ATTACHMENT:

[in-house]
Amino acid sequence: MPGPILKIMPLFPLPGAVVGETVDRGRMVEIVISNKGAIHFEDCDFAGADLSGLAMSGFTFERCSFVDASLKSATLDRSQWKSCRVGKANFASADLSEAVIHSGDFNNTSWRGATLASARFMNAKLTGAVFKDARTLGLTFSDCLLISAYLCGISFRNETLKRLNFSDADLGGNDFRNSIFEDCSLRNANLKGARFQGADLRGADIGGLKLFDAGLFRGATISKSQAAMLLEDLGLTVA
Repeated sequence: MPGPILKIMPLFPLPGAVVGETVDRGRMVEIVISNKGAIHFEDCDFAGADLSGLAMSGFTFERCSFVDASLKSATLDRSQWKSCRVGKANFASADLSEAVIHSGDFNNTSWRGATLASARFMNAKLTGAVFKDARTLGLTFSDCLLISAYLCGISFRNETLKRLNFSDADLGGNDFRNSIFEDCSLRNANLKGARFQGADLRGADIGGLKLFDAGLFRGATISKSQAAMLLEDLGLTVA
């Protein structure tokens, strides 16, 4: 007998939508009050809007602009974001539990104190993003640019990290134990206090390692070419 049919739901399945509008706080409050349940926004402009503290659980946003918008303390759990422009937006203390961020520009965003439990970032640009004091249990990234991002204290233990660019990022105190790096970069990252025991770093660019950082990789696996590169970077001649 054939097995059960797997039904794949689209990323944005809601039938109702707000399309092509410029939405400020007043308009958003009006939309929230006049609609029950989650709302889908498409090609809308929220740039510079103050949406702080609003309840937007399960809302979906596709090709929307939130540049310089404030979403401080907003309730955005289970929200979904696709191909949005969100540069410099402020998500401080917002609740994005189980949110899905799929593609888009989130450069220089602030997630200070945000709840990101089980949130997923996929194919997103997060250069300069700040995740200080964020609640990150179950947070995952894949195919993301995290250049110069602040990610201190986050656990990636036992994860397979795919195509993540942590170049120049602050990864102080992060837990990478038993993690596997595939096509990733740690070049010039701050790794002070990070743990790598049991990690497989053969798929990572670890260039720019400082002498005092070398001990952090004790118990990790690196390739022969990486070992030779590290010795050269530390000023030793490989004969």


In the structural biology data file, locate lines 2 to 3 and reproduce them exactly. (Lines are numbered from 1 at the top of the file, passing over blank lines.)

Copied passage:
Amino acid sequence: MPGPILKIMPLFPLPGAVVGETVDRGRMVEIVISNKGAIHFEDCDFAGADLSGLAMSGFTFERCSFVDASLKSATLDRSQWKSCRVGKANFASADLSEAVIHSGDFNNTSWRGATLASARFMNAKLTGAVFKDARTLGLTFSDCLLISAYLCGISFRNETLKRLNFSDADLGGNDFRNSIFEDCSLRNANLKGARFQGADLRGADIGGLKLFDAGLFRGATISKSQAAMLLEDLGLTVA
Repeated sequence: MPGPILKIMPLFPLPGAVVGETVDRGRMVEIVISNKGAIHFEDCDFAGADLSGLAMSGFTFERCSFVDASLKSATLDRSQWKSCRVGKANFASADLSEAVIHSGDFNNTSWRGATLASARFMNAKLTGAVFKDARTLGLTFSDCLLISAYLCGISFRNETLKRLNFSDADLGGNDFRNSIFEDCSLRNANLKGARFQGADLRGADIGGLKLFDAGLFRGATISKSQAAMLLEDLGLTVA